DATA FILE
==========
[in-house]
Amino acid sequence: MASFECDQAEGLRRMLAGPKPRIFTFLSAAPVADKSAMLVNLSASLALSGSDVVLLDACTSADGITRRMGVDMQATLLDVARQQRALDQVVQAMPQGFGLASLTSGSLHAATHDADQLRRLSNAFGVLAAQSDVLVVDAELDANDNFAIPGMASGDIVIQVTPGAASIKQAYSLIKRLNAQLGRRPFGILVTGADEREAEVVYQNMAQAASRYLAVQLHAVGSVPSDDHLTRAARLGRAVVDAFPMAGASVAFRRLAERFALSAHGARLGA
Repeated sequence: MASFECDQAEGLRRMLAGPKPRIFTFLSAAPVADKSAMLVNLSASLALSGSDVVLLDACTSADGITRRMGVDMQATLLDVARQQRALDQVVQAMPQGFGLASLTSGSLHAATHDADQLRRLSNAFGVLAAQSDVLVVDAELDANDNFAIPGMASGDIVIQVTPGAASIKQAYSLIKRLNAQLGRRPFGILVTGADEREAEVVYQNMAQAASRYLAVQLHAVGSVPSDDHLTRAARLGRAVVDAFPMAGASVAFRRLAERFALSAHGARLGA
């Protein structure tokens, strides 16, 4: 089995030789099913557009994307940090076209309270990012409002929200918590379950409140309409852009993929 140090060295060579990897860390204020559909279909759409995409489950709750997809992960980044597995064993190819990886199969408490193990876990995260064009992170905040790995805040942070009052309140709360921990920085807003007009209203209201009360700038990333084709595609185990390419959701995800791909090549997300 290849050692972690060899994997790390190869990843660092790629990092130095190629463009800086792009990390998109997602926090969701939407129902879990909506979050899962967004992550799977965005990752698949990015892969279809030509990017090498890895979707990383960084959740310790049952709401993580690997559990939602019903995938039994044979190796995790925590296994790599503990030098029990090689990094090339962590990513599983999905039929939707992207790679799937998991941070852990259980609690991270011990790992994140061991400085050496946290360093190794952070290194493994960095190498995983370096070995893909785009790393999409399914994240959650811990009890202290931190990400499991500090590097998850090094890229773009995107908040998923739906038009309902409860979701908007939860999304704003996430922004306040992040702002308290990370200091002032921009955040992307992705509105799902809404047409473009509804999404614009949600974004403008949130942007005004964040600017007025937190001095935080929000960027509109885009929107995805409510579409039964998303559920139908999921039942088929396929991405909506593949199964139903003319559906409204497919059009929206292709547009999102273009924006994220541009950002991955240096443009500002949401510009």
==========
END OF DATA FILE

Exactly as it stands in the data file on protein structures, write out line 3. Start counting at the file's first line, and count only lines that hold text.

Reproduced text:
Repeated sequence: MASFECDQAEGLRRMLAGPKPRIFTFLSAAPVADKSAMLVNLSASLALSGSDVVLLDACTSADGITRRMGVDMQATLLDVARQQRALDQVVQAMPQGFGLASLTSGSLHAATHDADQLRRLSNAFGVLAAQSDVLVVDAELDANDNFAIPGMASGDIVIQVTPGAASIKQAYSLIKRLNAQLGRRPFGILVTGADEREAEVVYQNMAQAASRYLAVQLHAVGSVPSDDHLTRAARLGRAVVDAFPMAGASVAFRRLAERFALSAHGARLGA